[TowerTalk] Be Careful With the Tolerance in Laser Levels (Tower base leveling.

Roger (K8RI) on TT K8RI-on-TowerTalk at tm.net
Mon Jul 24 11:14:58 EDT 2017

That had been my experience as well, but one day one of the top builders 
in our EAA chapter reported a problem with a water level he had never 
head of, nor even seen a detectable difference. BTW: He had a degree in 
Aeronautical engineering.

I don't remember what he was measuring / building but the level was way 
He was working in an unheated building, but I believe the temp was above 
The water level is easy to check. just bring the ends together with the 
tubes vertical, side by side where you view the meniscus(sp?)

I can understand where the problem comes in when using  an antifreeze as 
with time and temperature, or plain water when the temperatures are 
different at the ends of the tubes. The specific gravity can end up 
different between the ends of even a "relatively" short tube. I have no 
idea as to what caused the problem he ran into.

Using the garden hose as you do (a temporary hook up), I'd expect no 
problems. I'm curious if used over time whether any volatils would leach 
into the water and how temp differential would then affect the readings. 
Still, if the water level is just checked (easily done) it's probably 
the easiest way to level things as long as the meniscus is viewed the same.

As cheap Chinese lasers, some of the stuff they build is pretty good, 
but the tolerances used in building houses doesn't require the close 
tolerances we are seeking.

I spent many years as an Instrument tech, before going to college full 
time. Every Monday was a calibration day, including RFI measurements 
with the old Singer metrics "portable" receiver. That thing was heavy!  
At any rare, I picked up a lot of experiences calibrating measurement 

73, Roger (K8RI)

On 7/23/2017 Sunday 7:02 AM, Patrick Greenlee wrote:
> Roger, What did you use to measure the error in the water level. My 
> experience with water levels vs 4 ft and even 8 ft spirit levels shows 
> the water level to be as close as I could read it, essentially zero 
> instrument error.
> I second the disparaging comment posted here regarding cheap Chinese 
> laser levels.  I have a transit and find it no better than the water 
> level.
> For a water level I use garden hoses with clear plastic extensions.  
> The extensions are sold to use for filling RV water tanks.  A small 
> tipped  marker pen can scribe a narrow line on each when the water is 
> not disturbed.  Some of the plastic extensions have 90 degree ball 
> valves incorporated which makes it easier to move the hoses around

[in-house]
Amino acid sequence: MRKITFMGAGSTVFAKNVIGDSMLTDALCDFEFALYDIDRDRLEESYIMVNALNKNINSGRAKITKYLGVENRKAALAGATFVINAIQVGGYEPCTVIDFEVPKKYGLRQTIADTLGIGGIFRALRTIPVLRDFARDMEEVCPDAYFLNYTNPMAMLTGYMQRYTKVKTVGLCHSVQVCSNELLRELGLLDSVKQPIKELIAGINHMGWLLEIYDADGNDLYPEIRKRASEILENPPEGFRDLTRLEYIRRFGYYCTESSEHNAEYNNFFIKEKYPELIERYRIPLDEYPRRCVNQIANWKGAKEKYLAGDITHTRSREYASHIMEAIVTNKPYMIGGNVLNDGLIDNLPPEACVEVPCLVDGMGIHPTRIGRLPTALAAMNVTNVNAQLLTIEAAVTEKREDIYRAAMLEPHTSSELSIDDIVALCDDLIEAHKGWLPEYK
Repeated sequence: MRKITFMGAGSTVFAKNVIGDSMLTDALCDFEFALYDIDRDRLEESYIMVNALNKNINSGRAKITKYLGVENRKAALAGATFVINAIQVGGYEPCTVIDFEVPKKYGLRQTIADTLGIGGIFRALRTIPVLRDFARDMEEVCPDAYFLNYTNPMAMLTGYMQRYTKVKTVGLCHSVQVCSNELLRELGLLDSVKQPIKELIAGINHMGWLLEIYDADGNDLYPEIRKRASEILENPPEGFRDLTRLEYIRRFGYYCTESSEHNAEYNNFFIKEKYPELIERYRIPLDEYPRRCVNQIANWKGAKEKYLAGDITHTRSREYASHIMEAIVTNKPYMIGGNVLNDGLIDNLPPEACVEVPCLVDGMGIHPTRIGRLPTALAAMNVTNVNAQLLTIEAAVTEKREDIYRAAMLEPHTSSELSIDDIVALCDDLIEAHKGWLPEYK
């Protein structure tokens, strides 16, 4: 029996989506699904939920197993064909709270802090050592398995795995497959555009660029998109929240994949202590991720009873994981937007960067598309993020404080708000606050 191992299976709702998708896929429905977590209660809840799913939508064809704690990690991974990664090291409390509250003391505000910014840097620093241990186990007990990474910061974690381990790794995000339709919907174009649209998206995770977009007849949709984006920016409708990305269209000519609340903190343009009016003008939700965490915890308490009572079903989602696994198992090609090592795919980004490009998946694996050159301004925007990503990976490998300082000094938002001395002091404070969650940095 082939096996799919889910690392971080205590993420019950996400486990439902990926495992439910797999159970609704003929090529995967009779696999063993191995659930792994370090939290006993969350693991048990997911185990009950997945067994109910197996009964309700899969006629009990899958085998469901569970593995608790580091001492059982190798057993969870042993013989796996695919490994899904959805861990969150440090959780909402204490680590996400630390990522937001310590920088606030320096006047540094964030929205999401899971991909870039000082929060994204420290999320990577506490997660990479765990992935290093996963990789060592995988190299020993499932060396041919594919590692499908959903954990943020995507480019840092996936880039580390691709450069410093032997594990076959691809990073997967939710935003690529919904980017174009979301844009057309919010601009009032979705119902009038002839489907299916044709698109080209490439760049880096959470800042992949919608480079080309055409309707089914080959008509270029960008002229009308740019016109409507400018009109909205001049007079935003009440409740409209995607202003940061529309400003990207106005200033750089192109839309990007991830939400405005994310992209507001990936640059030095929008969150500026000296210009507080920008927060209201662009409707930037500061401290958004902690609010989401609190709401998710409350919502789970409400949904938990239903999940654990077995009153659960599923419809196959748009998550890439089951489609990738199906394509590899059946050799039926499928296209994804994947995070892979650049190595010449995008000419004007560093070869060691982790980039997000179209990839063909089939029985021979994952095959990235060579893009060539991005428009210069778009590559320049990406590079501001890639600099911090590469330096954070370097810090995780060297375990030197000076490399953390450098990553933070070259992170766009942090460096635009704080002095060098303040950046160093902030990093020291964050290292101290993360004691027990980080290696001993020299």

> without spilling water.
> Patrick        NJ5G
> On 7/23/2017 1:25 AM, Roger (K8RI) on TT wrote:
>> I've never been able to successfully use a plumb bob for more than 
>> about 10 ft vertical outdoors.  The repeat ability just isn't there 
>> for here, at least not enough to trust it enough to make adjustments. 
>> It may be absolutely still on the ground, but above 30 or 40 feet a 
>> breeze so light you can hardly detect it can produce a substantial 
>> deflection of several inches at ground level.
>> Be careful with water levels. I've seen as much as an inch or more in 
>> 3 feet and when the ends were paralled, there was still the same 
>> deflection.  This as in 1/4/, 3/8ths, and 1/2 inch Tygon. It was 
>> worse when antifreeze was mixed in the water (used in some unheated 
>> garages and sheds). Water levels are commonly used in building home 
>> built aircraft.  The big box store laser transits and levels for home 
>> construction were close enough for 18 to 20' fuselage construction, 
>> but on an 18 to 24" tower base?
>> 73, Roger (K8RI)
>> On 7/23/2017 Sunday 1:40 AM, Clay Autery wrote:
>>> I'll use a combination of plumb bobs and water tubes....  gravity is
>>> remarkably more consistent than laser levels made in China. ;)
>>> ______________________
>>> Clay Autery, KY5G
>>> MONTAC Enterprises
>>> (318) 518-1389
>>> On 7/23/2017 12:00 AM, Roger (K8RI) on TT wrote:
>>>> When using laser levels there is a tolerance of +/- Something per ft,
>>>> yard, 10 feet, etc.  It's often a lot more than acceptable for
>>>> leveling a tower base.
>>>> I have two, a transit and a level.  Setup and calibration are
>>>> critical.  I have a plain old combination bubble and 3 digit, digital
>>>> level. Two digits to the right of the decimal is more than enough.
>>>> Calibration is easy. Find something close to level (level is not
>>>> necessary, but convenient) The two points should be about the same
>>>> distance apart as the bolts. You can even use those bolts, getting
>>>> them close with the bubble. Then you simply turn on the digital mode,
>>>> set the level on the nuts and push a button, swap ends with the level
>>>> and push a button.  The digital level is now zeroed.
>>>> NOTE: The calibration points must be STABLE!  The nuts can not be
>>>> loose. The digital level properly zeroed is more accurate than the
>>>> laser transit or level you can purchase at the big box stores that
>>>> require much more care in calibrating.  A surveying laser transit (A
>>>> lot more money) is accurate, but still takes care in calibrating.
>>>> Were I to go that route, I'd rent a surveying transit, but being
>>>> frugal (some would say cheap) and a bit lazy, I'd use my digital
>>>> level. I have it, know how to use it, and with a fresh 9V battery in
>>>> it being the only cost.
>>>> I've seen manufacturer's suggestions to use a plumb bob. Now depending
>>>> on where you live, dead calm days may be rare. We might have 3 or 4
>>>> days a year where it's dead calm long enough to use a plumb bob on a
>>>> 60 - 100 ft tower and a plumb bob is far more work than these other
>>>> methods
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Roger (K8RI)

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